Link Between Human Endogenous Retroviral (HERV) Proteins and Psychosis Interview with:

Hervé Perron PhD Chief Scientific Officer at GeNeuro

Dr. Hervé Perron

Hervé Perron PhD
Chief Scientific Officer at GeNeuro What is the background for this study?

Response: Human endogenous retroviruses (HERVs), remnants of ancestral viral genomic insertions, are known to represent 8% of the human genome and are associated with several pathologies. Certain proteins produced by HERVs have previously been found to be involved in pathogenic mechanisms linked to, e.g., multiple sclerosis (MS) or amyotrophic lateral sclerosis.  However, despite previous results having shown an abnormal expression of HERV-W in patients with schizophrenia or bipolar disorder, the mechanisms involved in these psychiatric disorders are poorly understood. What are the main findings? 

Response: This translational study, published in Science Advances, found that a normally silenced HERV-W envelope protein, which has been found in patients with psychosis, such as schizophrenia, induces glutamate receptor disorganization and behavioral deficits, in vitro and in vivo. This leads to disruption of synaptic glutaminergic communication and results in the emergence of psychotic symptoms. These effects are specifically inhibited by a monoclonal antibody targeting this protein in cell cultures and in an animal model. What should readers take away from your report?

Response: This data has now established a clear link between the presence of a human endogenous retrovirus envelope protein, corruption of nerve pathway development and ultimately symptoms of psychosis. With this link established, researchers will now be able to provide tools to blocking the action of this protein and potentially offering a new therapeutic avenue to treat psychosis. What recommendations do you have for future research as a result of this work?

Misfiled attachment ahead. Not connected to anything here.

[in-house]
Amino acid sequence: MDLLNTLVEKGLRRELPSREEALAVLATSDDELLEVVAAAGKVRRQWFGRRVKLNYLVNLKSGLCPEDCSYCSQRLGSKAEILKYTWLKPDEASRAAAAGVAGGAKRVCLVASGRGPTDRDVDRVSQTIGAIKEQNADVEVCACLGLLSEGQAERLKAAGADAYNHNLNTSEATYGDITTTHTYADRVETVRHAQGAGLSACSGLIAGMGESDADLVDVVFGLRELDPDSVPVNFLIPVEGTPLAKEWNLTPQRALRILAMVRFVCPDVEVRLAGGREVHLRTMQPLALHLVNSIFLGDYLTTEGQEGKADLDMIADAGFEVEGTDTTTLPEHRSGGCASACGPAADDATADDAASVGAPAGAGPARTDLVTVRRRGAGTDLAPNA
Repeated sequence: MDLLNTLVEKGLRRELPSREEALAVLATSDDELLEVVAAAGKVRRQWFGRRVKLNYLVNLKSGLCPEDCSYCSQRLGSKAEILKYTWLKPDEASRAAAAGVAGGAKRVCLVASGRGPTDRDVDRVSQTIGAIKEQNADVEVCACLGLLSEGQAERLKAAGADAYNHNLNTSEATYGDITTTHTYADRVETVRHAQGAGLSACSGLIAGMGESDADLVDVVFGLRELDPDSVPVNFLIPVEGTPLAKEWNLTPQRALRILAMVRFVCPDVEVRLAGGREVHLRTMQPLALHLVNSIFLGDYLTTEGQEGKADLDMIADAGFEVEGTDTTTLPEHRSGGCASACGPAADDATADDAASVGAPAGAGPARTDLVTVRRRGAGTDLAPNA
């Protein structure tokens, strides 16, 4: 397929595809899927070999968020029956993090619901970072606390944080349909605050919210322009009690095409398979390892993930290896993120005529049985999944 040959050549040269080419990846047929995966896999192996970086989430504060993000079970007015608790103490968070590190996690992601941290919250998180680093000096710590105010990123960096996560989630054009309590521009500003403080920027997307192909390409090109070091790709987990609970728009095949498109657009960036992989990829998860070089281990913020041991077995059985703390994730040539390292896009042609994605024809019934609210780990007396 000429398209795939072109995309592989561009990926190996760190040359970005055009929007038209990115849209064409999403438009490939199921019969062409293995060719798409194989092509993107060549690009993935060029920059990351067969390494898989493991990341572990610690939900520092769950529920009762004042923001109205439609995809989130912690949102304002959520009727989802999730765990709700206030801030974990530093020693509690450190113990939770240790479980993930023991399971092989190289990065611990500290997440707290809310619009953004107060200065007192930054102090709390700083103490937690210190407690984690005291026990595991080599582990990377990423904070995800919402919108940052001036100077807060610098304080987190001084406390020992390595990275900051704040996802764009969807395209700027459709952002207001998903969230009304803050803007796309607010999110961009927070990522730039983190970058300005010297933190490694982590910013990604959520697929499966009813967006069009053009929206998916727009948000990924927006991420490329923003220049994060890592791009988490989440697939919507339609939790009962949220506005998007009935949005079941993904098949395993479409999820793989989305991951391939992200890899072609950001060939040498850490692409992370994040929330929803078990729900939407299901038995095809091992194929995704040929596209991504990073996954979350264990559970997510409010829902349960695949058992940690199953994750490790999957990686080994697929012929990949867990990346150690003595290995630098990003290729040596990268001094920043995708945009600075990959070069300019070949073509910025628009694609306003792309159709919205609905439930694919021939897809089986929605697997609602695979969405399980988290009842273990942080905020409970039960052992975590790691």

Response: These data continue to support the role that pathogenic members of the human endogenous retroviruses play in multiple neurological conditions. GeNeuro developed novel antibodies that neutralize the HERV protein identified by the research published in Science Advances, and which could be developed as a potential treatment for inflammatory psychosis. Is there anything else you would like to add?

Response: GeNeuro was founded based on 30 years of research conducted on HERVs, including 15 within Institut Mérieux and INSERM.  Our lead program, temelimab, is a monoclonal antibody designed to neutralize the pathogenic envelope protein, pHERV-W Env. This protein, which is systematically detected in brain lesions of MS patients, has been shown to activate microglial cells into an aggressive phenotype causing direct damage to brain tissue, and to inhibit the differentiation of oligodendrocyte precursor cells, which are key to myelin repair.

GeNeuro has completed a 1-year Phase II on 260 remitting MS patients followed by a one-year extension study. The two-year results showed a continued, positive impact on key MRI measures of disease progression in MS patients, confirming and extending the data reported at one year. This includes reductions in brain atrophy, particularly in the cortex and thalamus, and maintenance in myelin integrity, as measured by magnetization transfer ratio (“MTR”) imaging. Also, for the first time, encouraging dose-dependent effects were seen on clinical measures of disease progression. The study also showed that temelimab had only a modest effect on B and T-cell driven neuroinflammation, indicating that the positive results observed on MRI measures associated with disease progression may be specific to neurodegeneration mechanisms independent of relapse-associated inflammation. These observations are now being further consolidated through a clinical Study with the Karolinska Institutet’s Academic Specialist Center. The success of this trial would confirm that temelimab has the potential to address disability progression, the key unmet medical need in multiple sclerosis.


Human endogenous retroviral protein triggers deficit in glutamate synapse maturation and behaviors associated with psychosis


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Last Updated on August 5, 2020 by Marie Benz MD FAAD